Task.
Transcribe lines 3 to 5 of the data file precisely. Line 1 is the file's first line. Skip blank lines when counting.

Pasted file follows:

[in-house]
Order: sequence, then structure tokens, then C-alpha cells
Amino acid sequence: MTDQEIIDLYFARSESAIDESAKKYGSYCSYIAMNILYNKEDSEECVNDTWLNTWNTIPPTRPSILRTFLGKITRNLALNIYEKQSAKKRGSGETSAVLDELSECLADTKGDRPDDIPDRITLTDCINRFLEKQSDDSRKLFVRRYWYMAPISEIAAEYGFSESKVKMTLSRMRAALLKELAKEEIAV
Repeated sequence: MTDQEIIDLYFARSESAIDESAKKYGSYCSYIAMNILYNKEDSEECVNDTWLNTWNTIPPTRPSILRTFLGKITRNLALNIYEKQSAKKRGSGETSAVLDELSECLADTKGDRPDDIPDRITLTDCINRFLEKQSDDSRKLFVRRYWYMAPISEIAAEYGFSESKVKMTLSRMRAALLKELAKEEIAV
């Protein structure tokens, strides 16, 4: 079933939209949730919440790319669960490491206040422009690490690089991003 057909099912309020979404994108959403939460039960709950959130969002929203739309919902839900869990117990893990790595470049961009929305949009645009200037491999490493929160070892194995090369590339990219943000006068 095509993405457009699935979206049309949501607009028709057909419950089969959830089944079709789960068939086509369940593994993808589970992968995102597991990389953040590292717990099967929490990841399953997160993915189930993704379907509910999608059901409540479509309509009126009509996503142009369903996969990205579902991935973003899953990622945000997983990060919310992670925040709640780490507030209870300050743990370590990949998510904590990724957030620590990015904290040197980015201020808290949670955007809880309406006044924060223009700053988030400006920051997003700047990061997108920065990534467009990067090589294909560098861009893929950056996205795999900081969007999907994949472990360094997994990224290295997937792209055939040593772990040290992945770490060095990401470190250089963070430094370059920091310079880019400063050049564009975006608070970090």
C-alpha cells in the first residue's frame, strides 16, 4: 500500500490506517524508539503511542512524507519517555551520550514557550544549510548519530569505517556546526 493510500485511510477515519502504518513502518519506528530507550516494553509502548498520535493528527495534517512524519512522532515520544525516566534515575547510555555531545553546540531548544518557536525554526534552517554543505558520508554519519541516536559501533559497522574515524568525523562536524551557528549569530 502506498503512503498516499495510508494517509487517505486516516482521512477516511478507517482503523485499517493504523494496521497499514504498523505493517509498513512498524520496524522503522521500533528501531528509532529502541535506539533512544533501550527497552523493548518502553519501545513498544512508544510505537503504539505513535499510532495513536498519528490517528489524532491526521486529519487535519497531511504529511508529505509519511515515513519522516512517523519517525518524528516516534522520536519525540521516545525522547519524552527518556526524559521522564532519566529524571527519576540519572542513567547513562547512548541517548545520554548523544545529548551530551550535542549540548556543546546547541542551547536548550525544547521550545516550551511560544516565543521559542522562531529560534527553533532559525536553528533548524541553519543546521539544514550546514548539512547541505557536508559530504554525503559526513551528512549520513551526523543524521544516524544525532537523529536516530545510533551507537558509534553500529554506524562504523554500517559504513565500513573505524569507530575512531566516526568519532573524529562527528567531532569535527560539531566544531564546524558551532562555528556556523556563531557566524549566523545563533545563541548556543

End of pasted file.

Amino acid sequence: MTDQEIIDLYFARSESAIDESAKKYGSYCSYIAMNILYNKEDSEECVNDTWLNTWNTIPPTRPSILRTFLGKITRNLALNIYEKQSAKKRGSGETSAVLDELSECLADTKGDRPDDIPDRITLTDCINRFLEKQSDDSRKLFVRRYWYMAPISEIAAEYGFSESKVKMTLSRMRAALLKELAKEEIAV
Repeated sequence: MTDQEIIDLYFARSESAIDESAKKYGSYCSYIAMNILYNKEDSEECVNDTWLNTWNTIPPTRPSILRTFLGKITRNLALNIYEKQSAKKRGSGETSAVLDELSECLADTKGDRPDDIPDRITLTDCINRFLEKQSDDSRKLFVRRYWYMAPISEIAAEYGFSESKVKMTLSRMRAALLKELAKEEIAV
């Protein structure tokens, strides 16, 4: 079933939209949730919440790319669960490491206040422009690490690089991003 057909099912309020979404994108959403939460039960709950959130969002929203739309919902839900869990117990893990790595470049961009929305949009645009200037491999490493929160070892194995090369590339990219943000006068 095509993405457009699935979206049309949501607009028709057909419950089969959830089944079709789960068939086509369940593994993808589970992968995102597991990389953040590292717990099967929490990841399953997160993915189930993704379907509910999608059901409540479509309509009126009509996503142009369903996969990205579902991935973003899953990622945000997983990060919310992670925040709640780490507030209870300050743990370590990949998510904590990724957030620590990015904290040197980015201020808290949670955007809880309406006044924060223009700053988030400006920051997003700047990061997108920065990534467009990067090589294909560098861009893929950056996205795999900081969007999907994949472990360094997994990224290295997937792209055939040593772990040290992945770490060095990401470190250089963070430094370059920091310079880019400063050049564009975006608070970090």